4. Sacrifice. The heathen word for sacrifice is blot, and blota means 'to sacrifice.' The gods were worshiped with bleeding victims in the older time, human beings, generally prisoners or bondsmen; later, beasts, the flesh of which was eaten by those taking part in the sacrifices. As a matter of course an individual man or a single family could institute private sacrifice, and of this many accounts exist. In general the blot, 'sacrifice,' was regarded as a public act and a religious festival, conducted by the highest chieftain of the place.

Hofs in Norway. In the Heimskringla there are given especially in the sagas of the two Olafs not a few details about the heathen temples and the sacrifice.

Hakon Jarl had been forced to accept Christianity and to take priests with him to Norway. He put them ashore at the first opportunity, and when he himself reached home he went ashore and made a great sacrifice. "Then there came flying two ravens and they screamed loudly; the Jarl thought that lie might know that Odin had accepted the sacrifice, and now the Jarl had a favorable opportunity to fight."

King Olaf Truggvason went with his army to Northmaer1 and christianized the people.. Afterwards he sailed to Hlathir,1 had the Hof broken down, and took all the goods and all the costly ornaments from the Hof and from the gods. He took from the door a large gold ring which Hakon Jarl had had made, and after that caused the temple to be set on fire. The same king also proceeded harshly against the peasants of Trondelag. He went into their Hof at More, accompanied by a few retainers and peasants. "But when the king came where the gods were, Thor was sitting there and was the most honored of all the gods, decorated with gold and silver. The king lifted his gold-inlaid ax, which he had in his hand, and struck at Thor so that the latter fell down from the Stall. Then the king's men sprang forward and thrust down the other gods."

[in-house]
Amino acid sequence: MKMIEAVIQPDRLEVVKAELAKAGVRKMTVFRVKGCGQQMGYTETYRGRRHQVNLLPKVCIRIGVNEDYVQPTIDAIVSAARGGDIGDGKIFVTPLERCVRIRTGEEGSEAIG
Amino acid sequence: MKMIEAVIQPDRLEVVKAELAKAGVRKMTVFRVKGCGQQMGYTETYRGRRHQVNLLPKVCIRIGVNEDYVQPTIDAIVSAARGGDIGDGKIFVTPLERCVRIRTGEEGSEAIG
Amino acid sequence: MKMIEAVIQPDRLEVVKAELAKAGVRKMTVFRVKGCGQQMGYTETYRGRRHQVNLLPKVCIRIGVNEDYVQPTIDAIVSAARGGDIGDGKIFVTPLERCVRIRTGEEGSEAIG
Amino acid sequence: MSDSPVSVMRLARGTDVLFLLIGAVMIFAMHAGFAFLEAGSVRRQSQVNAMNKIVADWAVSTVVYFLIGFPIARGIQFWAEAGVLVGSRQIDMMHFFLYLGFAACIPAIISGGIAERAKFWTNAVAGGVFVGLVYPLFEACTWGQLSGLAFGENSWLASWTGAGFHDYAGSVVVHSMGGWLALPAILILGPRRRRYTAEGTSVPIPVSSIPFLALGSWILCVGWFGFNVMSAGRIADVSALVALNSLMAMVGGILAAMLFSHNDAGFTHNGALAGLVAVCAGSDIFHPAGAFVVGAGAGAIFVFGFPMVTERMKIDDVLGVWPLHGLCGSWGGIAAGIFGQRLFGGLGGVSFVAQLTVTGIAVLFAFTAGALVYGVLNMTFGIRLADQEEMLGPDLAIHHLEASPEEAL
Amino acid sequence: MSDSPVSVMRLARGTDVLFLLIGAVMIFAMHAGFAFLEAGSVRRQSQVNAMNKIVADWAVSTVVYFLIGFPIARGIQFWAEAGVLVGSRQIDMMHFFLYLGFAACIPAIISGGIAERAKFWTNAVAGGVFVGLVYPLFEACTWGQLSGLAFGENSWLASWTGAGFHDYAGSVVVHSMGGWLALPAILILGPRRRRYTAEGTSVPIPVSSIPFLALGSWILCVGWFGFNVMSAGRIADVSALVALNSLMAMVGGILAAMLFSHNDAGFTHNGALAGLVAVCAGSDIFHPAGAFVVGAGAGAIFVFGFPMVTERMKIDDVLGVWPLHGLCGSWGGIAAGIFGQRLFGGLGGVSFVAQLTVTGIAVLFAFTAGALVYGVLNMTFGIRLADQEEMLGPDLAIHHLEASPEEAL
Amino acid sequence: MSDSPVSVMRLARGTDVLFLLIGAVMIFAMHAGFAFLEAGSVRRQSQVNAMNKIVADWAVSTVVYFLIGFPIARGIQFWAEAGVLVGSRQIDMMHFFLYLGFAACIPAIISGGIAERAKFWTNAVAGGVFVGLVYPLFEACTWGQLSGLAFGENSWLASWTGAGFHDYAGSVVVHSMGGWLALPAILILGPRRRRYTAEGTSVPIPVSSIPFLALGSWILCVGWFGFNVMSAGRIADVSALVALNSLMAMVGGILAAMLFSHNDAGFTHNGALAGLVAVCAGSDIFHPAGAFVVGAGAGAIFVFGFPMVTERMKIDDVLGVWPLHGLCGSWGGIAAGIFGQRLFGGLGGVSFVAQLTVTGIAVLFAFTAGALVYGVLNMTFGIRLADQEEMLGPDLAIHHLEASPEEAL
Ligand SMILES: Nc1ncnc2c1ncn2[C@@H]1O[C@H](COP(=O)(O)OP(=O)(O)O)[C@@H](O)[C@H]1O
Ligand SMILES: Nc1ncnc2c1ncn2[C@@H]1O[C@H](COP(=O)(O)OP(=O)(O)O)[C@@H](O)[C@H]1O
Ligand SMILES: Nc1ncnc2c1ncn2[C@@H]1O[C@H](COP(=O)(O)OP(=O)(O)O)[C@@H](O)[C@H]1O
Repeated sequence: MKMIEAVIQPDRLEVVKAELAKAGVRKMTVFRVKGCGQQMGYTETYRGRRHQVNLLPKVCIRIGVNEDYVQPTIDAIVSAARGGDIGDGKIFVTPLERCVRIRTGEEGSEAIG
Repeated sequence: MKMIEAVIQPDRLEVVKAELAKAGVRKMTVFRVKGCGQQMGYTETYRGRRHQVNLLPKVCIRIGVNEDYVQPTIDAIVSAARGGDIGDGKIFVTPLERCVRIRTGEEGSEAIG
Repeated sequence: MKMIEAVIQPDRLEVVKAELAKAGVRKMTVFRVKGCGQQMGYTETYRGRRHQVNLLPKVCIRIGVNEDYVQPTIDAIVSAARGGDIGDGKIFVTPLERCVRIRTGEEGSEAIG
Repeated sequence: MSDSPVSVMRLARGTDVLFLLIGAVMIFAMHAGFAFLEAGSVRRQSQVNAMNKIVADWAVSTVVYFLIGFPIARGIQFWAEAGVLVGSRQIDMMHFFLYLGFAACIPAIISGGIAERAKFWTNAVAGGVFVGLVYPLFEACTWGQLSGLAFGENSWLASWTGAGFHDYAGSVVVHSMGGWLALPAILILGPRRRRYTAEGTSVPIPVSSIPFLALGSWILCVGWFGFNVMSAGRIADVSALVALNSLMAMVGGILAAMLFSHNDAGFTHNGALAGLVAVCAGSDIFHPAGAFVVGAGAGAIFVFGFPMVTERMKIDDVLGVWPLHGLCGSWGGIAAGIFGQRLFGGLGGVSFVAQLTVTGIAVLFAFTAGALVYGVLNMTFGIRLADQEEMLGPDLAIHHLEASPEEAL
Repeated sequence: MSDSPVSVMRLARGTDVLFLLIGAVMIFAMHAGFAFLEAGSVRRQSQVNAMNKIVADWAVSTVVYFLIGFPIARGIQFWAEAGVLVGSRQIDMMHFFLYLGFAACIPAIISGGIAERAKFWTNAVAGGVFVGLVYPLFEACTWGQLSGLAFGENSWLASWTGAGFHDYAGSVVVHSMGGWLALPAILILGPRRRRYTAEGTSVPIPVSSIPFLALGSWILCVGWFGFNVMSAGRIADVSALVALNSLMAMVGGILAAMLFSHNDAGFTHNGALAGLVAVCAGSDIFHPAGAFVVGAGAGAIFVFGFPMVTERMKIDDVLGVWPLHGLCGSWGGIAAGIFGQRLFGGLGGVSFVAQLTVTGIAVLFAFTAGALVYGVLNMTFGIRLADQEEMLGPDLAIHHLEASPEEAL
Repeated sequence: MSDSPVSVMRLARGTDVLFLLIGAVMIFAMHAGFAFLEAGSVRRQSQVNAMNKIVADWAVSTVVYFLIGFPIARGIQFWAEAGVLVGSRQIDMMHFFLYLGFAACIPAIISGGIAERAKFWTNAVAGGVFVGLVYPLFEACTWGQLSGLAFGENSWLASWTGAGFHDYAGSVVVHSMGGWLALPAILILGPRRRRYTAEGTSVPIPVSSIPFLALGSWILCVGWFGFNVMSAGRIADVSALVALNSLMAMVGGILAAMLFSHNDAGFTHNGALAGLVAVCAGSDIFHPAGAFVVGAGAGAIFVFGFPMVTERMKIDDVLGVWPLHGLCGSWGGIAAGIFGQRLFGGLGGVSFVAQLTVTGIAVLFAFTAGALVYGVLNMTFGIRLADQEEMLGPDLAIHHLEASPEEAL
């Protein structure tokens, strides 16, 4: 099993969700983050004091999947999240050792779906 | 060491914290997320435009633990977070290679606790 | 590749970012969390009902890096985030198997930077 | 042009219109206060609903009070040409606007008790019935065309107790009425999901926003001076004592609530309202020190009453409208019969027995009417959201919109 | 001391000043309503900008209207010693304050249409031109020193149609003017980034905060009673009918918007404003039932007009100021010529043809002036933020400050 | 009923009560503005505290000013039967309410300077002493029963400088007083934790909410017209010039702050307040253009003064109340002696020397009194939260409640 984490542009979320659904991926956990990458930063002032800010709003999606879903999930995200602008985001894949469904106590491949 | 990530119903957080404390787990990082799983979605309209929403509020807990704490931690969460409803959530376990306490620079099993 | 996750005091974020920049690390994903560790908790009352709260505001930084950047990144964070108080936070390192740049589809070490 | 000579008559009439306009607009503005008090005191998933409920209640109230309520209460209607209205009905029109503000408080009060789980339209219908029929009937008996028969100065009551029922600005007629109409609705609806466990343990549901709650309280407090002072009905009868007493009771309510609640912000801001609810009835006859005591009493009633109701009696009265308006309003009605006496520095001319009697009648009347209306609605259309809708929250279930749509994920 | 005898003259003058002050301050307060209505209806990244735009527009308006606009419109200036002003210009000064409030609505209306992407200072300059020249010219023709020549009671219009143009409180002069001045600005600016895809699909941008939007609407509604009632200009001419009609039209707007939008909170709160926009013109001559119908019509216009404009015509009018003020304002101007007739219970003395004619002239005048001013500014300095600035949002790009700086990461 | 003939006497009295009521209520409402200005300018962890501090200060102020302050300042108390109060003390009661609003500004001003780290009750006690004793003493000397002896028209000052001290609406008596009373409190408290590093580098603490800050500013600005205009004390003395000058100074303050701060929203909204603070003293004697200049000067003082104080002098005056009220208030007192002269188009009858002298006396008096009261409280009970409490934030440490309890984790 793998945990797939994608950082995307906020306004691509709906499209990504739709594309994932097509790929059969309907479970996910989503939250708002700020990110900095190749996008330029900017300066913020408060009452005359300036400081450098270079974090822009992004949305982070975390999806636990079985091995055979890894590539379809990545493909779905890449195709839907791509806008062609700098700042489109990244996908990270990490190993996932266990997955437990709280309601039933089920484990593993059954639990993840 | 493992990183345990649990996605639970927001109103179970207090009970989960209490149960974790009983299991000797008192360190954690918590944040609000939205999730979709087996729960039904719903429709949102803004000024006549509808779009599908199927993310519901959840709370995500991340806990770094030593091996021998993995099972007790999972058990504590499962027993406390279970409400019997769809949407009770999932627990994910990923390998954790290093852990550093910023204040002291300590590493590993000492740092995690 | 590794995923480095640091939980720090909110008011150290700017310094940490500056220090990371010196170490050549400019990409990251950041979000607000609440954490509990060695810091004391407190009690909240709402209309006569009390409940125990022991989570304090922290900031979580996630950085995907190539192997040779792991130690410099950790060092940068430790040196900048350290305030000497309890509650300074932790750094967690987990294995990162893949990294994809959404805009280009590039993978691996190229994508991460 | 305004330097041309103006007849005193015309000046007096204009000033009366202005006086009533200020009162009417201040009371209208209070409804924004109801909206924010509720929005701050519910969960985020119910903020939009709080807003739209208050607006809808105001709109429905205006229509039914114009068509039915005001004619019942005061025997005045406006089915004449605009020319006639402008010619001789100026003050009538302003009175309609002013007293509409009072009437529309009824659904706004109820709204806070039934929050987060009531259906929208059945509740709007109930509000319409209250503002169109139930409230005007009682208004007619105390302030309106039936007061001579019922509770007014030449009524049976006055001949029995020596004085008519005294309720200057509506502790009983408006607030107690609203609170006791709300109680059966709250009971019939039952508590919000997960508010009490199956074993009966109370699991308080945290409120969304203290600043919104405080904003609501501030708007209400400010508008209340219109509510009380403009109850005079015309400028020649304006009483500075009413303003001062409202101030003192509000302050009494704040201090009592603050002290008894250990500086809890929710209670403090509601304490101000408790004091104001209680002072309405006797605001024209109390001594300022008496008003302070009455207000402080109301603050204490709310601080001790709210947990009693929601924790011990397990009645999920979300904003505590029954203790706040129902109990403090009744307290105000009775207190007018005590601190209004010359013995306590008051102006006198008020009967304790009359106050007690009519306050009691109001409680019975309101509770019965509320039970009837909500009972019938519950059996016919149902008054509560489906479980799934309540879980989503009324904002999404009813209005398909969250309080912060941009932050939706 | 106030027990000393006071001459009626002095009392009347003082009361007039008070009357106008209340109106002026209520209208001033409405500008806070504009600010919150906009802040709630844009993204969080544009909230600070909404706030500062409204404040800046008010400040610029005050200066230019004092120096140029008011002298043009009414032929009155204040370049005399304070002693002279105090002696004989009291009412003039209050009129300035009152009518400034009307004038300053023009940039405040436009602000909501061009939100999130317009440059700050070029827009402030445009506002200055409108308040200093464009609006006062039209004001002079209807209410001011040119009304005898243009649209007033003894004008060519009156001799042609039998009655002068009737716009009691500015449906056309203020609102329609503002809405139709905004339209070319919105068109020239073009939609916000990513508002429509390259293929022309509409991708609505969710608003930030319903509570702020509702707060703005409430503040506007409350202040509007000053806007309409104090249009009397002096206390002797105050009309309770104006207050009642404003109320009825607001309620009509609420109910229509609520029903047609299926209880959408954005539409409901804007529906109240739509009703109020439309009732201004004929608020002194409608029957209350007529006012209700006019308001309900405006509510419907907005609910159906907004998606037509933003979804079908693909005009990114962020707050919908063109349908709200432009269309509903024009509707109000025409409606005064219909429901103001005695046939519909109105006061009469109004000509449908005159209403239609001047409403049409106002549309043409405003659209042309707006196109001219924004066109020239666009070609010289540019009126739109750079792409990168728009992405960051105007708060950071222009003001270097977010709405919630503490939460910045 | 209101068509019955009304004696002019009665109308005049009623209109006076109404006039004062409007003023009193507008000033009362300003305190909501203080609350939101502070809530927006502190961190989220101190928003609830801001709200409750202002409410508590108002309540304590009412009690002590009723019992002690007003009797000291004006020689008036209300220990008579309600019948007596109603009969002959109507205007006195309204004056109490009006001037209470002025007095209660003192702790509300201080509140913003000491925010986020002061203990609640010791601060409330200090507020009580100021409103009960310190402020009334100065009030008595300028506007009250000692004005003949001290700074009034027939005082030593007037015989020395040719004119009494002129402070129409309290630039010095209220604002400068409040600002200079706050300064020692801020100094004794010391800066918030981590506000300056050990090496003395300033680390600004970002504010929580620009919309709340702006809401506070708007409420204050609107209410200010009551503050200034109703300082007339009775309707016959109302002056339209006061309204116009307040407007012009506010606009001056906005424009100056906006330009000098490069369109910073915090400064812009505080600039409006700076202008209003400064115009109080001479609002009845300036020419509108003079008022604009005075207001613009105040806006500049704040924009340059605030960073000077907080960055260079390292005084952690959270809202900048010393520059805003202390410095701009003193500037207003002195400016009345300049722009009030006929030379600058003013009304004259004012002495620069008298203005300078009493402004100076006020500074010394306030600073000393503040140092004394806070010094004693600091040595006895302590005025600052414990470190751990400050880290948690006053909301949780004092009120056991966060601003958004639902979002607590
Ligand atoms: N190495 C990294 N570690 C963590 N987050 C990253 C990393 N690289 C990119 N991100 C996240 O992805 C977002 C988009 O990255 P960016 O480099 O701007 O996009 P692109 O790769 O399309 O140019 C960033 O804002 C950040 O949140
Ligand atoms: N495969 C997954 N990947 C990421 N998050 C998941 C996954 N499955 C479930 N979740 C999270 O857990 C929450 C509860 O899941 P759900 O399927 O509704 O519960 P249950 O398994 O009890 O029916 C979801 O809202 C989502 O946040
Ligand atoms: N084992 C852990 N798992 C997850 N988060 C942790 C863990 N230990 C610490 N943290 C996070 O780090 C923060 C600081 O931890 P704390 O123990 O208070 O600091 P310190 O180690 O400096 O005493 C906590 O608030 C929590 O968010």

Shortly before this, at an encounter at More, where the peasants had invited him to take part in the sacrifice, King Olaf pronounced the following characteristic words:

"We have then agreed that we should meet here at More and make a great sacrifice. But if I join with you in sacrificing I shall have instituted as great a sacrifice as was ever known and solely with human beings. And for this sacrifice I shall not select serfs or wretched men, but on the contrary shall make my choice so as to provide for the gods the chief men, and for this I choose Orm Lygra from Methaihus,2 Styrkar from Ginisa,2 Kar from Gryting, etc." It is needless to say that the chieftains named who had no men for armed resistance hastened to make peace and reconciliation with the king.


5. Chief Sacrifices. In the course of the year the Northmen celebrated three principal sacrifices, the midwinter, summer, and harvest sacrifices. The first sacrifice was our fathers' greatest festival, and was observed in January or February. They sacrificed then for good luck and good crops in the coming year, and upon the sonar-goltr, or 'sacrificial hoar,'3 they laid their vows concerning the great deeds they wished to accomplish in the course of the year. "After the ceremonies with the victim's blood were performed, the flesh was cooked; the broth was drunk, and the flesh together with the vital parts was distributed to be eaten. In the middle of the floor in the temple there was kindled a fire, over which the kettle hung. The beakers had to be carried around the fire no doubt the consecrated fire upon the Stall and with the viands were blessed in commemoration of different gods certainly of Thor, Odin, and Frey, although Snorri gives a different account." Every peasant who takes part in the sacrifice brings his contribution to the feast; but a chieftain who, at his own expense, holds one of these sacrifices gains great prestige thereby.